State alleges Cominco Alaska responsible for air pollution violations

Posted: Tuesday, April 10, 2001

ANCHORAGE (AP) -- The state has accused Cominco Alaska of a number of air pollution infractions at its huge Red Dog lead and zinc mine near Kotzebue.

Officials with the Department of Environmental Conservation officials said they uncovered 18 infractions during an inspection last fall.

The allegations include knowingly operating equipment that exceeded emissions limits, failing to report the pollution violations and failing to conduct monitoring, officials said.

Cominco Alaska takes the allegations very seriously, said Charlotte MacCay, a senior administrator.

Cominco took immediate steps to investigate and correct the problems when it learned about the state's findings two weeks ago, she told the Anchorage Daily News.

Cominco was aware some of its six diesel generators were exceeding allowable limits for substances like carbon monoxide and soot. But the company continued to run the equipment because it was in a start-up period after having recently installed new technology to lower nitrogen oxide from the engines.

The start-up allowed Cominco to operate and adjust the machinery as it came into compliance, MacCay said.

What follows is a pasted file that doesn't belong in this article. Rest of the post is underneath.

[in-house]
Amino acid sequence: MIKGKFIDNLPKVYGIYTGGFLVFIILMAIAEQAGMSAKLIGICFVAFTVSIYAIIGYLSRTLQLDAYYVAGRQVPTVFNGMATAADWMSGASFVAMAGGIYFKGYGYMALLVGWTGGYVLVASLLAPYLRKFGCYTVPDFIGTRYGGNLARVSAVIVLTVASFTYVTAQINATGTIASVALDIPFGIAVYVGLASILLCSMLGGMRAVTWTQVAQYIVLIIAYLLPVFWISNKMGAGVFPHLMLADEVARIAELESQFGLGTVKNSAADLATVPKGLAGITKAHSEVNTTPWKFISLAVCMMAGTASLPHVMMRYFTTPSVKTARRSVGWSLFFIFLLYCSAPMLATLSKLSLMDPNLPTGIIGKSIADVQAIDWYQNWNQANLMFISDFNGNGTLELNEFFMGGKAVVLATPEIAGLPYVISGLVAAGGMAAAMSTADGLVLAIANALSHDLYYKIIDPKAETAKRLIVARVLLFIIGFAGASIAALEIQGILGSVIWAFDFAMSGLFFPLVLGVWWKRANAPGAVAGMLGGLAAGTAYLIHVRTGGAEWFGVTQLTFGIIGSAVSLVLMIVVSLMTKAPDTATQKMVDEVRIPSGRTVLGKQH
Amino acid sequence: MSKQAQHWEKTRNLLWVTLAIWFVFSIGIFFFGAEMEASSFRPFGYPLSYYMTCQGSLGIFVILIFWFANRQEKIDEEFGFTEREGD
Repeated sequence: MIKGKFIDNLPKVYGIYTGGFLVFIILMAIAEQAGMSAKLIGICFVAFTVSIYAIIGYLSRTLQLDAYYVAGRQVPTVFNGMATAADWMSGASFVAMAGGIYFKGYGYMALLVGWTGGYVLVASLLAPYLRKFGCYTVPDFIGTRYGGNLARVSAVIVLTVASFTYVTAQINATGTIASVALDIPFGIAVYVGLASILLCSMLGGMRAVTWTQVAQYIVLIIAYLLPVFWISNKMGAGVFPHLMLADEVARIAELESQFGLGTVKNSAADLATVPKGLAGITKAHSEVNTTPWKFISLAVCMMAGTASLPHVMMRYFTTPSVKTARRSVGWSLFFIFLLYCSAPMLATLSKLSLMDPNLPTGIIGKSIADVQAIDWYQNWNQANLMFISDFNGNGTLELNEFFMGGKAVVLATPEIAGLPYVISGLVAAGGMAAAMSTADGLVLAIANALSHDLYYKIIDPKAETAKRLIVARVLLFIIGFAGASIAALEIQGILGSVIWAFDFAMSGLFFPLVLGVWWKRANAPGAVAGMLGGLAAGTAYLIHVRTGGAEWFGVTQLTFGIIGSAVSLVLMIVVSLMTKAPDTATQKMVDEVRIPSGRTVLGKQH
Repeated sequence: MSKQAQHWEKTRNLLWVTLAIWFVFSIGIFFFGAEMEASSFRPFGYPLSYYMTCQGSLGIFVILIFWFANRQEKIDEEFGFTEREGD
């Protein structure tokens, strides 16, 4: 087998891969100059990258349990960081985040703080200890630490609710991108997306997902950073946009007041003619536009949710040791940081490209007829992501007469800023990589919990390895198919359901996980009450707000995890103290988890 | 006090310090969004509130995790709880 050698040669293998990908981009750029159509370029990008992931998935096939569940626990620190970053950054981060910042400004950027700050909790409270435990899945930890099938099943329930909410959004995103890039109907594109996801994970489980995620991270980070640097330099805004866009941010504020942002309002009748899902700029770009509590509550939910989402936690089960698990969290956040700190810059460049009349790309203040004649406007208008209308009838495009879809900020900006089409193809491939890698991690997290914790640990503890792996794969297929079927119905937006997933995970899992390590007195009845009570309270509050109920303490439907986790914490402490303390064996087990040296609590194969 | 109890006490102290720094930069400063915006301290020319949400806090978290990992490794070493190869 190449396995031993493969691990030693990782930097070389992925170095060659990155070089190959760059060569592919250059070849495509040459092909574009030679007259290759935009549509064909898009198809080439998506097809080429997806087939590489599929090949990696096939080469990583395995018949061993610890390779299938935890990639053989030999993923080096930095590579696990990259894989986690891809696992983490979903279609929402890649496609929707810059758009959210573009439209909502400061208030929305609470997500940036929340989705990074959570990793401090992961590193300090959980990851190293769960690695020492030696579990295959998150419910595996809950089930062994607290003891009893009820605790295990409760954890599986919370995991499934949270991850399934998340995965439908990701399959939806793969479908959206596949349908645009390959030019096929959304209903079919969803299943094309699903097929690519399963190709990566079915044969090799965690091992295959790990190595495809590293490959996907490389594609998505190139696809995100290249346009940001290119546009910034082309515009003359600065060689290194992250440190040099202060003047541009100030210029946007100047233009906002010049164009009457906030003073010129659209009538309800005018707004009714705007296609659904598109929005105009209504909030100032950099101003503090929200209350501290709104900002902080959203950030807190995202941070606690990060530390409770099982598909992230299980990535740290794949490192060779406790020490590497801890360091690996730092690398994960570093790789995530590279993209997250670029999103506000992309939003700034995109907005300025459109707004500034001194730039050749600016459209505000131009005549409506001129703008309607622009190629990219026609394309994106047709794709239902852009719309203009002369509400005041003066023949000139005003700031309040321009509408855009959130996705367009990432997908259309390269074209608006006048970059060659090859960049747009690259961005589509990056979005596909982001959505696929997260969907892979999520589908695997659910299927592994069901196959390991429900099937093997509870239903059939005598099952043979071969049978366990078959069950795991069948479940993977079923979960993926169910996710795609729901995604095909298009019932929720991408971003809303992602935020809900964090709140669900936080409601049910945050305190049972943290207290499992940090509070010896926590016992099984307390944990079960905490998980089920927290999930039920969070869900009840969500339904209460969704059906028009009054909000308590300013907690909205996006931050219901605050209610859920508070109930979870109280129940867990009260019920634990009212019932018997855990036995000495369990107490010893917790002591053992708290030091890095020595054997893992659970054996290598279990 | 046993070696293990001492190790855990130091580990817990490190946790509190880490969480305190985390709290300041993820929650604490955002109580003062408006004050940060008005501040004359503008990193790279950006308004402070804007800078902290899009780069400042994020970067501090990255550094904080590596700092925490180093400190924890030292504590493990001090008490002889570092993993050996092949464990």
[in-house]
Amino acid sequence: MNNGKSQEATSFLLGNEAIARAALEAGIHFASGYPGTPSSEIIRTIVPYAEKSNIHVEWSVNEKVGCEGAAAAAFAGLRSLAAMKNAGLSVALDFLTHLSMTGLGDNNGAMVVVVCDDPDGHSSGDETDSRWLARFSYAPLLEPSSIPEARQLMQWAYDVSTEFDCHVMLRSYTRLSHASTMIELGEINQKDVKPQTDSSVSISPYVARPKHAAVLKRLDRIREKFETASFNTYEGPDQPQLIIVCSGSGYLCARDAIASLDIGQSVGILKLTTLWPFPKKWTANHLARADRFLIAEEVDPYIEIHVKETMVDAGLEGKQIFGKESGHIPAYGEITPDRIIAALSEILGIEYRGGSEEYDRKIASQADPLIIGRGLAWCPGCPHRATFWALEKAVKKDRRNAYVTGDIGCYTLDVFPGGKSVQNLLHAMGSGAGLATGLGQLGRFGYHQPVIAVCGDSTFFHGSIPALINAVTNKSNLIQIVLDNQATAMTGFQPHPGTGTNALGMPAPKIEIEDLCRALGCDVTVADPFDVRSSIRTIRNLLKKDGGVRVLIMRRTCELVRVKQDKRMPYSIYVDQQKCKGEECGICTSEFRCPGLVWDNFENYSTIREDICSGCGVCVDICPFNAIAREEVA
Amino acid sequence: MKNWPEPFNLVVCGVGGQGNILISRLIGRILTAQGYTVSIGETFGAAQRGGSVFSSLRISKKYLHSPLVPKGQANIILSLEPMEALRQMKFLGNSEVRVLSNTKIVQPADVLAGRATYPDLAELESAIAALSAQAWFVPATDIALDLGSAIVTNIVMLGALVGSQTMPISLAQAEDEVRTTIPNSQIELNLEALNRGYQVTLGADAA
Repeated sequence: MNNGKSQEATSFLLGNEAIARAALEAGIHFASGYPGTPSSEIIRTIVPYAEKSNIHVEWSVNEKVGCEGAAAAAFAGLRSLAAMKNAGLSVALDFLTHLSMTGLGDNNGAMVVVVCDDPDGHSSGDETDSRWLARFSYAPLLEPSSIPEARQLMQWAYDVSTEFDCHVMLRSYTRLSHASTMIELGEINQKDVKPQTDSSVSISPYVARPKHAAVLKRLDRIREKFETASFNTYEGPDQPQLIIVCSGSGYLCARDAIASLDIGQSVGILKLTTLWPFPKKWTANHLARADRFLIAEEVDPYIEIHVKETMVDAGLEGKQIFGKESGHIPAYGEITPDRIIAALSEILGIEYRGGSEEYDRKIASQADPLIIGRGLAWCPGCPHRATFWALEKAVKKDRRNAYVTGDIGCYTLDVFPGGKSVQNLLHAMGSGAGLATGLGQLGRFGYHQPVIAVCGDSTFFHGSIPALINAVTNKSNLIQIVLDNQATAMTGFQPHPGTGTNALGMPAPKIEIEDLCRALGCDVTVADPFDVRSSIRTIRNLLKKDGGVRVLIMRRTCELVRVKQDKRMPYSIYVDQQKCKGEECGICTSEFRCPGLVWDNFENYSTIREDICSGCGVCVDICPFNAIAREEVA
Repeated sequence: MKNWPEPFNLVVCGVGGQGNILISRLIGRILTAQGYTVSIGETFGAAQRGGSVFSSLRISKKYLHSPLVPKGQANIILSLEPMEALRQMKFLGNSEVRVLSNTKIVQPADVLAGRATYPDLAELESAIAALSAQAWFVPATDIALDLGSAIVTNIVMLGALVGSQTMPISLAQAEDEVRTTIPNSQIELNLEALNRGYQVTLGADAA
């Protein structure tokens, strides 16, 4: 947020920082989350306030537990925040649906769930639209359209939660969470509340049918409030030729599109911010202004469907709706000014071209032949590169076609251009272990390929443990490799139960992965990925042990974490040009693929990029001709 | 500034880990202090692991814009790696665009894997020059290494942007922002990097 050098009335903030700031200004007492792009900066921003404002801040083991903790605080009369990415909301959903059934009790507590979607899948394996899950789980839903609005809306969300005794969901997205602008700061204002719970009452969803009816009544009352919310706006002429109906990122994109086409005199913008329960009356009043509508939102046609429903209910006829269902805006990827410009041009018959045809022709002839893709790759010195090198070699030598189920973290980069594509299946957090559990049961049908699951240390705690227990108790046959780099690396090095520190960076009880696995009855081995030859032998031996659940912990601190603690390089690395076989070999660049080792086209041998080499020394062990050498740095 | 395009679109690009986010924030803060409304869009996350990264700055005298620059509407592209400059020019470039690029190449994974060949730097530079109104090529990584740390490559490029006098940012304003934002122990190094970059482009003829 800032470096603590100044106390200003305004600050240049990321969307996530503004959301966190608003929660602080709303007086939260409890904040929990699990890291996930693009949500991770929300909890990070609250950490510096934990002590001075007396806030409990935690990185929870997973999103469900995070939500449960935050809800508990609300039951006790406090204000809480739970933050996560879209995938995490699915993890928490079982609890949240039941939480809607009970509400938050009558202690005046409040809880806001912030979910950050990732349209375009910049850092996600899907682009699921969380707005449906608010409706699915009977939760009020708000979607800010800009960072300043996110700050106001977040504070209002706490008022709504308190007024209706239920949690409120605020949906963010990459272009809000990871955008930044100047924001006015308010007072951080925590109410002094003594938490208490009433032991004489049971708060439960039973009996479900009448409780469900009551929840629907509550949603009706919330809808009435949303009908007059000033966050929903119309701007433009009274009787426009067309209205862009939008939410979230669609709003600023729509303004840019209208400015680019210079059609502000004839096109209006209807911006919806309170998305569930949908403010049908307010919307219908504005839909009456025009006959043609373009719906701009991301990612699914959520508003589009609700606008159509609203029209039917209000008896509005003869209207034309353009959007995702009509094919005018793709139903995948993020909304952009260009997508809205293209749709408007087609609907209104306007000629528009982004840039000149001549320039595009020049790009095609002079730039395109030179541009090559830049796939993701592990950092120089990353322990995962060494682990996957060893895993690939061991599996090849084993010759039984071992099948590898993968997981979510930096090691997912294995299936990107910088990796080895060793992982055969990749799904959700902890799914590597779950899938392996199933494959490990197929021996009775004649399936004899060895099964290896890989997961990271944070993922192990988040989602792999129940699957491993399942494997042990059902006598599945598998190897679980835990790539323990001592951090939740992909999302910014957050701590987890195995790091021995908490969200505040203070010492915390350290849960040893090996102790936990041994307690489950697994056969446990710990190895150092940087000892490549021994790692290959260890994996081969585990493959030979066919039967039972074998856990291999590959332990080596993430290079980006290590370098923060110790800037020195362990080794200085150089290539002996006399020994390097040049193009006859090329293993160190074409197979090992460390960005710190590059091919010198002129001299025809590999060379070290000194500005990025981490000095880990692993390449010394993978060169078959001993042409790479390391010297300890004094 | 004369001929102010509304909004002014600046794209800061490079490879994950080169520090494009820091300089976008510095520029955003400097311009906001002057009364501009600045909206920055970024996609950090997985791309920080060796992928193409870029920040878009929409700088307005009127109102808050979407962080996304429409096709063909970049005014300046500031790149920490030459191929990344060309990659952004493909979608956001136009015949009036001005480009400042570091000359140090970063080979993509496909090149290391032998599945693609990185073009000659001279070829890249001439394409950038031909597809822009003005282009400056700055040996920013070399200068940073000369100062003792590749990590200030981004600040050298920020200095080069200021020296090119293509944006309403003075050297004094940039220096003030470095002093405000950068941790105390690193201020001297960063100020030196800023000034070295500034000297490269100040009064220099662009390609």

Regulators and the company disagree about that.

''I'm not aware of any grace period built into the permit,'' said John Kuterbach, DEC air permit manager. ''The permit requires compliance from the start-up.''

The Alaska attorney general's office will decide whether to seek fines and penalties from Cominco. The company could face up to $100,000 in fines per violation for the first day of noncompliance, and up to $10,000 a day until the problem is fixed, Kuterbach said.

It's unlikely the violations threatened the public health, state officials said.

The inspection last August was a routine effort by the state and federal Environmental Protection Agency. The EPA concurs with the state's findings but probably will issue its own report and notices of violations, Kurterbach said.

Cominco is expanding the mine's operations and needs more power to boost production. It has shipped a seventh generator, but the EPA won't allow the company to use it until some expensive, high-tech anti-pollution equipment is installed.

The state disagrees and is willing to allow the engine to run with less-costly clean-air technology.

The dispute is before the 9th U.S. Circuit Court of Appeals.

Red Dog provides about 400 jobs in the northwest Arctic on land owned by NANA Regional Corp., a Kotzebue-based Native company.

''We will continue to monitor the situation and make sure that the mine's operation is not threatening to the environment,'' said NANA president Charlie Curtis.

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